I love geologists. I believe a lot of them are more enthused about mining projects than is warranted by economic science, but that goes with the territory.

A few years ago my wife and I went to Alaska and visited Denali National Park with hopes of seeing the peak, but the mountain was socked in that day. Fortunately, a couple geologists were putting on a presentation for the public at the visitors center, so we learned about the local geology.

A young geologist explained that a tectonic plate was coming into the Denali area at the rate of 8 millimeters a year and was leaving at only 5 millimeters a year. So, of course, it was piling up. I commented that a millimeter isn't very big, and he enthusiastically informed me that if I would just move a millimeter a year, in a million years, I would have moved a kilometer. After a little reflection, I realized his statement was correct, even if it wasn't likely.

That leads us to a problem in our society. Tectonic plates move a few millimeters a year, and money moves at the speed of light. If you want to study the former you have to have a bunch of the latter. We've structured our educational system so that students must spend an obscene amount of money to study a subject they love. I'm not prepared to criticize young geologists who go to work for penny-stock mining companies when they have massive debt to pay off.

I've heard presentations from several geologists affiliated in one way or another with the University of Minnesota Duluth. They tend to be accurate in their presentations. They inform us that the Duluth Complex is huge and that it is low grade. When they are optimistic about mine development, it's up to Minnesota citizens to provide the skepticism inspired by history and economic science.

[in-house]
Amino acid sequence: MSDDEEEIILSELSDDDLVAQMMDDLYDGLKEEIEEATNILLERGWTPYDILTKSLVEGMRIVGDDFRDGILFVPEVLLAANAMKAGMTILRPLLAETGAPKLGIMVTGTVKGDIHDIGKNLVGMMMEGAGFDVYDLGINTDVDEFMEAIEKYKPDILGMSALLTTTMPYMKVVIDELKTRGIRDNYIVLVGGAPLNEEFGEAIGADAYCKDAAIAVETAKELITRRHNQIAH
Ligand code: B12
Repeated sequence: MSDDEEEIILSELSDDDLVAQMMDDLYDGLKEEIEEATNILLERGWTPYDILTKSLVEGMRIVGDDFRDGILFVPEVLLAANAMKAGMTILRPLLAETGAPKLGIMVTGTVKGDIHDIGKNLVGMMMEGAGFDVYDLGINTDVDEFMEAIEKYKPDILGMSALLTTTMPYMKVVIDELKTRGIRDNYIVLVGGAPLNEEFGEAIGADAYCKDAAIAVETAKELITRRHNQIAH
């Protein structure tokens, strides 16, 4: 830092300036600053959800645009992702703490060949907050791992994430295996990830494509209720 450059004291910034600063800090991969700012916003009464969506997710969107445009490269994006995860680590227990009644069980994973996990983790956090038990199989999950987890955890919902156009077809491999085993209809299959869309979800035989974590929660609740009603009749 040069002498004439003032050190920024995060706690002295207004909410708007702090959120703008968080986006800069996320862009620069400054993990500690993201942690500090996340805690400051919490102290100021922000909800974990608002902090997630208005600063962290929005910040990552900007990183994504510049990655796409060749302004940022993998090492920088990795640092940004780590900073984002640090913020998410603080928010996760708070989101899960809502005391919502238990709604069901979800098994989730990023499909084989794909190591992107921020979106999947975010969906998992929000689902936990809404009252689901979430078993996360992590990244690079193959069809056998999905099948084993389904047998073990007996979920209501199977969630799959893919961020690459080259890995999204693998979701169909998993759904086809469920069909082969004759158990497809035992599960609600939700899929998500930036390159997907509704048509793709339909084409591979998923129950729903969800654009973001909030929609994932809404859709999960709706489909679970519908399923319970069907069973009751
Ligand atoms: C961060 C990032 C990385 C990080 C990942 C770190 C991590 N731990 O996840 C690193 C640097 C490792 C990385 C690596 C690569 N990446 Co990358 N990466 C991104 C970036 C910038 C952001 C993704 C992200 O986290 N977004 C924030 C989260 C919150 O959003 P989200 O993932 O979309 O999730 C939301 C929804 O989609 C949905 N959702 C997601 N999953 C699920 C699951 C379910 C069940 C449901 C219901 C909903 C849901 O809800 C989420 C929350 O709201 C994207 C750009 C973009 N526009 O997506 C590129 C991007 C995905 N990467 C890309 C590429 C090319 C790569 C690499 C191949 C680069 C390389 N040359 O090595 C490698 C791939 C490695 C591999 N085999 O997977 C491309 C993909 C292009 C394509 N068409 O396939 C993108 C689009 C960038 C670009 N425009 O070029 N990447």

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Our history is not reassuring. I started working in the mines in the late 1960s. After about 10 years of good times, the contraction started and the industry shed 10,000 jobs. Since then the record has been one of bankruptcies rather than job creation, in spite of enthusiastic support for mining.

Economic science has been either ignored or corrupted. Our great pride in developing a method to process low-grade taconite led us to ignore that low-grade ore could not compete with richer foreign ore bodies without import duties, subsidies, and gutted environmental regulations. When President Donald Trump placed import duties on foreign steel, he destroyed more jobs in American manufacturing, including in Minnesota, than he saved in American mines. When I was helping build Hibbing Taconite in the 1970s, I would have had a hard time believing that in a few years Hibbing would have more employees in health care than in mining.

I hope all our young geology students find rewarding careers. I got most of my formal education before plate tectonics made it into the educational curriculum, and it's really impressive to witness the great advance in knowledge of the universe that has been made by our geologists.

I'm getting to be an old man. Perhaps when the end comes for me, a few UMD grad students in geology could make a field trip to Denali and leave my remains on one of the foothills and let me zip along for a few million years while I gaze down on this beautiful earth that so badly needs our protection.

Bob Tammen of Soudan is a clean-water activist and is retired after working as a miner and master electrician.